A phone call to the right person can make or break a business, but cold calling with no real plan can often leave you with nothing but a dial tone.
One business owner and Bloomberg journalist has shared her tips on LinkedIn on how to get anyone to return your phone calls, even billionaire investor and philanthropist Warren Buffett.
Betty Liu is an anchor at Bloomberg Television and the founder and chief executive of Radiate, Inc. In her LinkedIn post, she reveals how she landed the network’s first ever interview with Buffett after years of trying. To date, she’s done half a dozen interviews with Buffett and says she has “sowed the seeds” of a fruitful relationship him the Oracle of Omaha and his associates.
Although Liu admits the six degrees of separation between you and the business leader you admire may seem like an “impossible gulf”, she shares four tips that will have your phone ringing before you know it.
1. Credibility counts
Liu admits the backing of an internationally recognised media organisation helped when making her first call to Buffett’s office, but she says anyone picking up the phone for the first time needs to be able to explain their credibility.
“Use every institution at your disposal to underscore why you’re important and why anyone should spend a minute talking with you,” Liu says.
2. Don’t expect them to call back
Sitting by the phone waiting for a return call is more than just a scene from a bad high-school movie, it’s a reality many business owners have to face.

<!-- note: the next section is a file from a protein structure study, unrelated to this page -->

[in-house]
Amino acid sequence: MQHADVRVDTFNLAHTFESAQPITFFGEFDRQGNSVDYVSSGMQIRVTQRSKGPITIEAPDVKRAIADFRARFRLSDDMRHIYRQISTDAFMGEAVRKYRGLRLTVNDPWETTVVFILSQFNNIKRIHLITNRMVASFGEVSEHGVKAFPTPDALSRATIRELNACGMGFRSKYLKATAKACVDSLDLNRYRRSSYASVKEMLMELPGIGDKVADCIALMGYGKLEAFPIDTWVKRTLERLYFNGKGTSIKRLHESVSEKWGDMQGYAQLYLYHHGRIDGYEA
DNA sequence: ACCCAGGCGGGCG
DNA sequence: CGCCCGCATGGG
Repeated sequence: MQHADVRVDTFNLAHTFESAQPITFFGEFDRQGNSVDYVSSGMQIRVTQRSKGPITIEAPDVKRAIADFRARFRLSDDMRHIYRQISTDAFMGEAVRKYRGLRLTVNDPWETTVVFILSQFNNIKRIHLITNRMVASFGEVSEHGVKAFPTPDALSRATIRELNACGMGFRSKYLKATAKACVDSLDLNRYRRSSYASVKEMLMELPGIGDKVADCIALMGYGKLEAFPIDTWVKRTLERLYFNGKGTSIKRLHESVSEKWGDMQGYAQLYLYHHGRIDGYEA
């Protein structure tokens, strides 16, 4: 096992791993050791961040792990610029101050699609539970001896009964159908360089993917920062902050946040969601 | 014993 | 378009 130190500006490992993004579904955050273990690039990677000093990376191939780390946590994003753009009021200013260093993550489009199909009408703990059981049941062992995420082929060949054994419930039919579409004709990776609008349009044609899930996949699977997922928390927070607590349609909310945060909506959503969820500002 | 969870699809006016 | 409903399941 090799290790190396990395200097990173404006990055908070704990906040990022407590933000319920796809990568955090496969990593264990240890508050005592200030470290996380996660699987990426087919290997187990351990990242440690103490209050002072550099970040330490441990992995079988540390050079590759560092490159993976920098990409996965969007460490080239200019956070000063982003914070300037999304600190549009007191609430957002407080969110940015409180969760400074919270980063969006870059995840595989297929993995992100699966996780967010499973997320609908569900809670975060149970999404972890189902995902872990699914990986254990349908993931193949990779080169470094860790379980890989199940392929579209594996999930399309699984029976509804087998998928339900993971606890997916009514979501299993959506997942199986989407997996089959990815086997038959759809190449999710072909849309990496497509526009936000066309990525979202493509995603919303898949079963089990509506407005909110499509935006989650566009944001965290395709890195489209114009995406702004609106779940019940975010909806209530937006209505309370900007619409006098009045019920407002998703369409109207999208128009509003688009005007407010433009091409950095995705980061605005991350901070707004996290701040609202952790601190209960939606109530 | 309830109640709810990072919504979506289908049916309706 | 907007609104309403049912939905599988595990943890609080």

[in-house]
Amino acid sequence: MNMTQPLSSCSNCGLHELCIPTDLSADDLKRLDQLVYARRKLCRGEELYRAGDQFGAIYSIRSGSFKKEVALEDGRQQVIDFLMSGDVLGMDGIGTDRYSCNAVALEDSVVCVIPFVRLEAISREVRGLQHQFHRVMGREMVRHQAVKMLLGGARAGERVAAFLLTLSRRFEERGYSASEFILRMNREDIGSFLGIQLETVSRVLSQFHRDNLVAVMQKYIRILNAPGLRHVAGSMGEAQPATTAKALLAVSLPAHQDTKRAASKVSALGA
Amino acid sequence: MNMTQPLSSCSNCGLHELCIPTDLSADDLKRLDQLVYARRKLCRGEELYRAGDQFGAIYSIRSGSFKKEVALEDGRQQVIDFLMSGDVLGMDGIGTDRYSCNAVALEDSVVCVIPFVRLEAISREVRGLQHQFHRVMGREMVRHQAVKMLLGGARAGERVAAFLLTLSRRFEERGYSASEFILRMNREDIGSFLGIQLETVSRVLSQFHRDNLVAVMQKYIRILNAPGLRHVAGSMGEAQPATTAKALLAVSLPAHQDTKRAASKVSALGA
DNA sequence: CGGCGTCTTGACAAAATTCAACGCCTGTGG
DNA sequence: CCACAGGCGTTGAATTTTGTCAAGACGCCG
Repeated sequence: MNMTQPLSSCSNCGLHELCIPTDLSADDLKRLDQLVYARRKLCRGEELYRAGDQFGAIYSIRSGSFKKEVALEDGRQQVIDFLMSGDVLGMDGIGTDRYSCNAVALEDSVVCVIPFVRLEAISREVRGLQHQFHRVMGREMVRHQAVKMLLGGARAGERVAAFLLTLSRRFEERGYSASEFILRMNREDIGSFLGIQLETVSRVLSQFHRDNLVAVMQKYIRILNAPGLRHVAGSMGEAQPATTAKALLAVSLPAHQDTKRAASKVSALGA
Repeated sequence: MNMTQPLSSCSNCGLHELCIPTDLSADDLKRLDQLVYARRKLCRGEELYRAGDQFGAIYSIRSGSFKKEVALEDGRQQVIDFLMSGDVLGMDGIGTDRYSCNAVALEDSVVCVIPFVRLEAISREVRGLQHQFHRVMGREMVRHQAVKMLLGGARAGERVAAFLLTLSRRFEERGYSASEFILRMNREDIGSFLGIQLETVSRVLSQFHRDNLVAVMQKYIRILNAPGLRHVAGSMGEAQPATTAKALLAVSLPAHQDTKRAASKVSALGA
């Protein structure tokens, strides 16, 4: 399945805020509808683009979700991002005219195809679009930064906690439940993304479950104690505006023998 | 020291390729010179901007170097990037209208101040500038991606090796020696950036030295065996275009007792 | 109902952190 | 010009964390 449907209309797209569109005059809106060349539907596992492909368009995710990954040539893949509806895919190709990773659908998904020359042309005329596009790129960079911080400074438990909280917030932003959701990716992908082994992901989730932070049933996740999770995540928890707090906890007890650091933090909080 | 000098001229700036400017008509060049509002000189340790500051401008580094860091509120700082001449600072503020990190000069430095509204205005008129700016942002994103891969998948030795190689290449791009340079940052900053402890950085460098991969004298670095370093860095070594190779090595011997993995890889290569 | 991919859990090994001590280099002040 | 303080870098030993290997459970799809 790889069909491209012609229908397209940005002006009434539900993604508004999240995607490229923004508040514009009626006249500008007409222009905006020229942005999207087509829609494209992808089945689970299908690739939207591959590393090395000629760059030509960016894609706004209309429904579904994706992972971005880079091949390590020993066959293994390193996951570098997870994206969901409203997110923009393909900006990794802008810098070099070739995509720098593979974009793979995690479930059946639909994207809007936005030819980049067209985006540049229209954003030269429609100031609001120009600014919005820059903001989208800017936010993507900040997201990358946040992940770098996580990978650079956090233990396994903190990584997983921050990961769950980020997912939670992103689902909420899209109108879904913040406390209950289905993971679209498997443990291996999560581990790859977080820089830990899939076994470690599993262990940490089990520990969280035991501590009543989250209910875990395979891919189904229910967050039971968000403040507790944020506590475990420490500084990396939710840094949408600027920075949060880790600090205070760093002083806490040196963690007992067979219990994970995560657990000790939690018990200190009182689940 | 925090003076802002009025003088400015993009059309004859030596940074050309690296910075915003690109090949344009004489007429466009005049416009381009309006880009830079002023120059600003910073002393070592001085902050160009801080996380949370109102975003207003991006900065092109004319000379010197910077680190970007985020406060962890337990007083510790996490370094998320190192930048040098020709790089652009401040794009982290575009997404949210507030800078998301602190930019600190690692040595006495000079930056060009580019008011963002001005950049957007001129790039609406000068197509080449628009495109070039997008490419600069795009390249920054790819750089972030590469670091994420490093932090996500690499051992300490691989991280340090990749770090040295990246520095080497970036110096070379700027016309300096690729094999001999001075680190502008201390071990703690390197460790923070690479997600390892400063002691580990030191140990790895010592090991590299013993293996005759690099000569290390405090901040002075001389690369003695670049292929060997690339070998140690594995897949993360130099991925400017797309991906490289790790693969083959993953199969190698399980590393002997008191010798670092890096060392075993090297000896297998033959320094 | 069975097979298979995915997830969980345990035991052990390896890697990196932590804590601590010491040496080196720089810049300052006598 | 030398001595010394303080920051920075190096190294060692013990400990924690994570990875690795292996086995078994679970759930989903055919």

But Liu says unreturned calls should be expected. The trick is to persist—without coming across as a pest.
“People call back only if they want something, too; and if you aren’t providing that for them, then they most likely won’t answer,” Liu says.
“Just remember that more times than not, they’ve seen your requests—they just don’t have any reason to reply. Your mission is to keep at it until they do.”
3. Give them something of value
Knowing Buffett is a “voracious reader and consumer of information” and Liu says she used this knowledge to help her secure the first interview with the business magnate.
By regularly sending him interesting articles, or pieces that he featured in, Liu formed a relationship with Buffett without ever speaking to him. She knew it was making a difference when Buffett’s assistant called or emailed for more information.
“I knew [the interview] would happen after he sent me a note by mail that he appreciated one of the stories I had sent him,” she says.
4. Do your homework
While Buffett was consuming the pieces Liu was sending him, she was also brushing up on her knowledge of him as well.
Liu says she is amazed at how many people choose to just “wing it” and approach meetings without preparation. She says it is essential to “do your homework”.
“Read up on the person you want to pitch to and stay on top of his or her comings and goings in the press,” she says.